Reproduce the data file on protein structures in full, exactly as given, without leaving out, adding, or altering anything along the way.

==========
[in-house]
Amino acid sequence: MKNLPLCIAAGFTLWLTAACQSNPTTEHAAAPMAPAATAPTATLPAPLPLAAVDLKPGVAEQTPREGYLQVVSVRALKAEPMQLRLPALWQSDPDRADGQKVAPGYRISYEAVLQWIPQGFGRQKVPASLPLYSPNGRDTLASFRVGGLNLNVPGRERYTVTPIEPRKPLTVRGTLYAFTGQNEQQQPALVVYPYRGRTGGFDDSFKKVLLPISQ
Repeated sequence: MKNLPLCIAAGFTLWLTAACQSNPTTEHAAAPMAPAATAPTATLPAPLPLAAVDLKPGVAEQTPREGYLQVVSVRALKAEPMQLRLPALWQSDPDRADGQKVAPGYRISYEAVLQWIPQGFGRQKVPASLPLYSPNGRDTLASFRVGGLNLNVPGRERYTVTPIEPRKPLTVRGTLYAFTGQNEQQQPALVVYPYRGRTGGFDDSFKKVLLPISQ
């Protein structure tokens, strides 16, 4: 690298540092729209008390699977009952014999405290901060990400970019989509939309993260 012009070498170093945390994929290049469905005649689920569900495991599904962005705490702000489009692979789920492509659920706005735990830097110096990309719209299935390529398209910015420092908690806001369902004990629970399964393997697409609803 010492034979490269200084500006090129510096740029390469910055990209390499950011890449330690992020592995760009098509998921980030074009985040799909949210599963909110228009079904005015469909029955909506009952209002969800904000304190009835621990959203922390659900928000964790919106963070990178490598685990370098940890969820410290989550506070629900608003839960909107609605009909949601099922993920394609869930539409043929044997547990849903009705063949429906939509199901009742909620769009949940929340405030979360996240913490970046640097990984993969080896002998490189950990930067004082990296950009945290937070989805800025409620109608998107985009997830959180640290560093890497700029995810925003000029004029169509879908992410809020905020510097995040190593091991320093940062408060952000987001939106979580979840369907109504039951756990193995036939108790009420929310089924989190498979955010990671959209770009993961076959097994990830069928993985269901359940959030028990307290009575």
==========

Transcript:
[in-house]
Amino acid sequence: MKNLPLCIAAGFTLWLTAACQSNPTTEHAAAPMAPAATAPTATLPAPLPLAAVDLKPGVAEQTPREGYLQVVSVRALKAEPMQLRLPALWQSDPDRADGQKVAPGYRISYEAVLQWIPQGFGRQKVPASLPLYSPNGRDTLASFRVGGLNLNVPGRERYTVTPIEPRKPLTVRGTLYAFTGQNEQQQPALVVYPYRGRTGGFDDSFKKVLLPISQ
Repeated sequence: MKNLPLCIAAGFTLWLTAACQSNPTTEHAAAPMAPAATAPTATLPAPLPLAAVDLKPGVAEQTPREGYLQVVSVRALKAEPMQLRLPALWQSDPDRADGQKVAPGYRISYEAVLQWIPQGFGRQKVPASLPLYSPNGRDTLASFRVGGLNLNVPGRERYTVTPIEPRKPLTVRGTLYAFTGQNEQQQPALVVYPYRGRTGGFDDSFKKVLLPISQ
């Protein structure tokens, strides 16, 4: 690298540092729209008390699977009952014999405290901060990400970019989509939309993260 012009070498170093945390994929290049469905005649689920569900495991599904962005705490702000489009692979789920492509659920706005735990830097110096990309719209299935390529398209910015420092908690806001369902004990629970399964393997697409609803 010492034979490269200084500006090129510096740029390469910055990209390499950011890449330690992020592995760009098509998921980030074009985040799909949210599963909110228009079904005015469909029955909506009952209002969800904000304190009835621990959203922390659900928000964790919106963070990178490598685990370098940890969820410290989550506070629900608003839960909107609605009909949601099922993920394609869930539409043929044997547990849903009705063949429906939509199901009742909620769009949940929340405030979360996240913490970046640097990984993969080896002998490189950990930067004082990296950009945290937070989805800025409620109608998107985009997830959180640290560093890497700029995810925003000029004029169509879908992410809020905020510097995040190593091991320093940062408060952000987001939106979580979840369907109504039951756990193995036939108790009420929310089924989190498979955010990671959209770009993961076959097994990830069928993985269901359940959030028990307290009575």